The second part is leverage. As you know we’re highly unleveraged, so we have a lot of leverage room.

And finally we have a very strong capital discipline, so we only want to do creative deals. So I think we’re a lean company: we cut costs, we cut OpEx really well. We have much better operations to generate value for our shareholders.

World Finance: Looking at the oil and gas industry in Brazil, how are things going to be changing in the next year or two? In the wake of the Petrobras scandal.

Nelson Tanure: The company’s facing a lot of pressure. Together with the fact that we’re getting to the point where the major oil companies – many of their fields are reaching their midpoint, where they’re becoming a bit mature. So that’s generally when a major will look to divest. And for an independent company such as ourselves, this is the perfect timing. Because from a balance sheet perspective, in cash; and from an operational point of view; we are the ideal company to be able to buy these assets.

So we expect to keep on an upwards trend, and ideally be able to make some very creative acquisitions.

World Finance: How are you going to be funding that?

Renato Jerusalmi: We’re looking at first leveraging the company in a responsible manner. The company is highly unleveraged, so now with net cash at around $130m. Also, because we’re buying producing assets, those assets have cashflows. So we’re also going to leverage those assets.

Then the second step, I think after the leverage, will be looking at some partnerships on an asset level. And finally, if we keep finding creative opportunities, we can always think about new equity. We’re listed on BOVESPA, we’re listed on TSX. So I think we have a good capital base to raise equity if we would like to.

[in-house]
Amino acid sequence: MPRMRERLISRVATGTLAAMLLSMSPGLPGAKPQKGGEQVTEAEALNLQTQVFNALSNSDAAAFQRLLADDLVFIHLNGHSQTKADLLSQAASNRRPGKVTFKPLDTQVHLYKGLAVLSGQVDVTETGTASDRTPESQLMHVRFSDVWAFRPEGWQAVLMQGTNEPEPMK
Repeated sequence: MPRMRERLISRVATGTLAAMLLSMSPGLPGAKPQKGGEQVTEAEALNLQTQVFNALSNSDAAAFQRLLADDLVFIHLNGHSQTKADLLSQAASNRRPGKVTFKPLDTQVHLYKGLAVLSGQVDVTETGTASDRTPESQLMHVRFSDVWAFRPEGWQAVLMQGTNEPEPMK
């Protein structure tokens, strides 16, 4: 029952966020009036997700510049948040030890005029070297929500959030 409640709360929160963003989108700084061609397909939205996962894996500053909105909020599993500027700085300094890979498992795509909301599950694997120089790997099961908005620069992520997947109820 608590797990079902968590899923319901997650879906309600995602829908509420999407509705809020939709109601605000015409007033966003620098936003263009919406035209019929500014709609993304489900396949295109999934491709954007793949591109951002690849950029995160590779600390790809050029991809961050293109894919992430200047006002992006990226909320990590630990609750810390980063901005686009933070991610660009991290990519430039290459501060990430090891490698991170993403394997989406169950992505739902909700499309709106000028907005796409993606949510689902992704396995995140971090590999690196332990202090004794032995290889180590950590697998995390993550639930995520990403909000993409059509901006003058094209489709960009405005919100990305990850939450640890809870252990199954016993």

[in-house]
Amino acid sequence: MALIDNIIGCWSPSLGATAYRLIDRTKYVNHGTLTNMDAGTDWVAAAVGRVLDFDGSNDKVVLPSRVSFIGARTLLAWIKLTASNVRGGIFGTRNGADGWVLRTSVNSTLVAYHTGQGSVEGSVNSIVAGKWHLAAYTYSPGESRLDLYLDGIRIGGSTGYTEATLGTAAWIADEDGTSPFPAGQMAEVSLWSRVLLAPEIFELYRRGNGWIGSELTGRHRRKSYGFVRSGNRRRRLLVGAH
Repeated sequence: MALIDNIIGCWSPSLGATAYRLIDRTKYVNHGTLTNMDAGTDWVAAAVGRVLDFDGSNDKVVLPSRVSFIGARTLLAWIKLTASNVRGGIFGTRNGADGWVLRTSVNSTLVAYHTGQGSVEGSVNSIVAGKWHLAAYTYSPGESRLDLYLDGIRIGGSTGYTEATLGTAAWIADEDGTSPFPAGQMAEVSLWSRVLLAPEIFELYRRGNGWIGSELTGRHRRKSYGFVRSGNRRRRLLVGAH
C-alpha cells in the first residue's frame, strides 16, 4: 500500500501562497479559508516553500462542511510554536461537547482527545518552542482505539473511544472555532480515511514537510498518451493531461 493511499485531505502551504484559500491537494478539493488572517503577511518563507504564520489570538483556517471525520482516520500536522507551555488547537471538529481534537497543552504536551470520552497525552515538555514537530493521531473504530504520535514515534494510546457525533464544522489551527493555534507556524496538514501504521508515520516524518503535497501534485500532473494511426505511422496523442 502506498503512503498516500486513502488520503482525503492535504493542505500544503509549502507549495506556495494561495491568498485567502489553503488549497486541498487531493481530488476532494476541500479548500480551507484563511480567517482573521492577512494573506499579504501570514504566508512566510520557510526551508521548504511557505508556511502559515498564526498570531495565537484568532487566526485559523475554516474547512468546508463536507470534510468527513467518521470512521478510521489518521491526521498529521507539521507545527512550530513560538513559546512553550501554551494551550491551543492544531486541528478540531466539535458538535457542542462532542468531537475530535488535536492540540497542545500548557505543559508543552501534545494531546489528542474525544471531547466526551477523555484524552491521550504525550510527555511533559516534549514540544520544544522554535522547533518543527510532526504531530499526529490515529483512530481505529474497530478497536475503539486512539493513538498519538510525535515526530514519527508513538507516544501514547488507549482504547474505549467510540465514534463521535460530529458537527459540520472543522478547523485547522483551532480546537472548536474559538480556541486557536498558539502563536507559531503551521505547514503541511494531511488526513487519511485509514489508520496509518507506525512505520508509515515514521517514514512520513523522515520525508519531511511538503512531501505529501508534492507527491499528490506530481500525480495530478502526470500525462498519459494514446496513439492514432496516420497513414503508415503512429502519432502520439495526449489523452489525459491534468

World Finance: Aside from acquisitions, your current asset, the Polvo field. What are the growth prospects there?

Nelson Tanure: Polvo is a field that produces around 9,000 barrels of oil per day. And part of the reason why we like the field so much is that it has a characteristic that we always look for. So besides steady production there are upside opportunities. And in Polvo specifically, we just underwent a very successful workover campaign, where we increased production. And we’ve also identified further prospects for eventual drilling.

We’re looking at drilling in the first semester of 2017, if all things work out well. And we should see a nice improvement in production.

Renato Jerusalmi: When we did the redevelopment programme, which was the first semester of this year, we found a new reservoir. We proved a new reservoir – which was new sandstones. This generated a new prospect to us. So that’s one of the examples that we can generate value within the producing fields. And as you know, in oil and gas, most producing assets have some exploration upsides. So most of the acquisitions we’re looking at have some exploration upsides.

So it’s not our core, but of course we’re going to look at organic growth and some creative exploration upsides.

World Finance: Renato, Nelson, thank you.

Nelson Tanure: Our pleasure, thank you.

Renato Jerusalmi: Thank you.